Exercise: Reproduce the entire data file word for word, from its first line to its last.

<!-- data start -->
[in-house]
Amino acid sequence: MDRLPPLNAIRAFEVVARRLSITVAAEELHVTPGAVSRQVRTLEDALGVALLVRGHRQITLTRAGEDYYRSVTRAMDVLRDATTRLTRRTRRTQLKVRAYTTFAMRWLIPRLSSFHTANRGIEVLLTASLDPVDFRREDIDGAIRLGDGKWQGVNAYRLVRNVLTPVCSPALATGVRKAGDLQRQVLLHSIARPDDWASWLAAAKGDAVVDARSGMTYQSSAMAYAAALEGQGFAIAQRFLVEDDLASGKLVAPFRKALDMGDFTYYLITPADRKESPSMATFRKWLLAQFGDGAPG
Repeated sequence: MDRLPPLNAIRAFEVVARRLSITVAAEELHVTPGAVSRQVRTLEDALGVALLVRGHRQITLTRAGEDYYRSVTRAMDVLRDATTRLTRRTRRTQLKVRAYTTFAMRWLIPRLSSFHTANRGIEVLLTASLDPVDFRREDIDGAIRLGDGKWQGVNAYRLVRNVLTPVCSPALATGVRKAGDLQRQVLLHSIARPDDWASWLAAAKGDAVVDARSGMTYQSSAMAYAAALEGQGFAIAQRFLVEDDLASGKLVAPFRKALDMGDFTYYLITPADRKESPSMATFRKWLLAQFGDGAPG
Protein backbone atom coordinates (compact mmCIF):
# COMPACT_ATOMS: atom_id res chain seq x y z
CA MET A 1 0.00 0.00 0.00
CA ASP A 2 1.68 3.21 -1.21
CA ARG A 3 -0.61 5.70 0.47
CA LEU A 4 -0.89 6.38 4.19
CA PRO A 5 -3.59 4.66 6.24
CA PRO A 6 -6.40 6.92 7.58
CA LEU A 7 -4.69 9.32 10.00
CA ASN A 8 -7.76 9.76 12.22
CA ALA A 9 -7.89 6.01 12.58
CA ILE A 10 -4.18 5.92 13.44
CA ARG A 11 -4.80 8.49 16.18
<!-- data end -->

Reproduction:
[in-house]
Amino acid sequence: MDRLPPLNAIRAFEVVARRLSITVAAEELHVTPGAVSRQVRTLEDALGVALLVRGHRQITLTRAGEDYYRSVTRAMDVLRDATTRLTRRTRRTQLKVRAYTTFAMRWLIPRLSSFHTANRGIEVLLTASLDPVDFRREDIDGAIRLGDGKWQGVNAYRLVRNVLTPVCSPALATGVRKAGDLQRQVLLHSIARPDDWASWLAAAKGDAVVDARSGMTYQSSAMAYAAALEGQGFAIAQRFLVEDDLASGKLVAPFRKALDMGDFTYYLITPADRKESPSMATFRKWLLAQFGDGAPG
Repeated sequence: MDRLPPLNAIRAFEVVARRLSITVAAEELHVTPGAVSRQVRTLEDALGVALLVRGHRQITLTRAGEDYYRSVTRAMDVLRDATTRLTRRTRRTQLKVRAYTTFAMRWLIPRLSSFHTANRGIEVLLTASLDPVDFRREDIDGAIRLGDGKWQGVNAYRLVRNVLTPVCSPALATGVRKAGDLQRQVLLHSIARPDDWASWLAAAKGDAVVDARSGMTYQSSAMAYAAALEGQGFAIAQRFLVEDDLASGKLVAPFRKALDMGDFTYYLITPADRKESPSMATFRKWLLAQFGDGAPG
Protein backbone atom coordinates (compact mmCIF):
# COMPACT_ATOMS: atom_id res chain seq x y z
CA MET A 1 0.00 0.00 0.00
CA ASP A 2 1.68 3.21 -1.21
CA ARG A 3 -0.61 5.70 0.47
CA LEU A 4 -0.89 6.38 4.19
CA PRO A 5 -3.59 4.66 6.24
CA PRO A 6 -6.40 6.92 7.58
CA LEU A 7 -4.69 9.32 10.00
CA ASN A 8 -7.76 9.76 12.22
CA ALA A 9 -7.89 6.01 12.58
CA ILE A 10 -4.18 5.92 13.44
CA ARG A 11 -4.80 8.49 16.18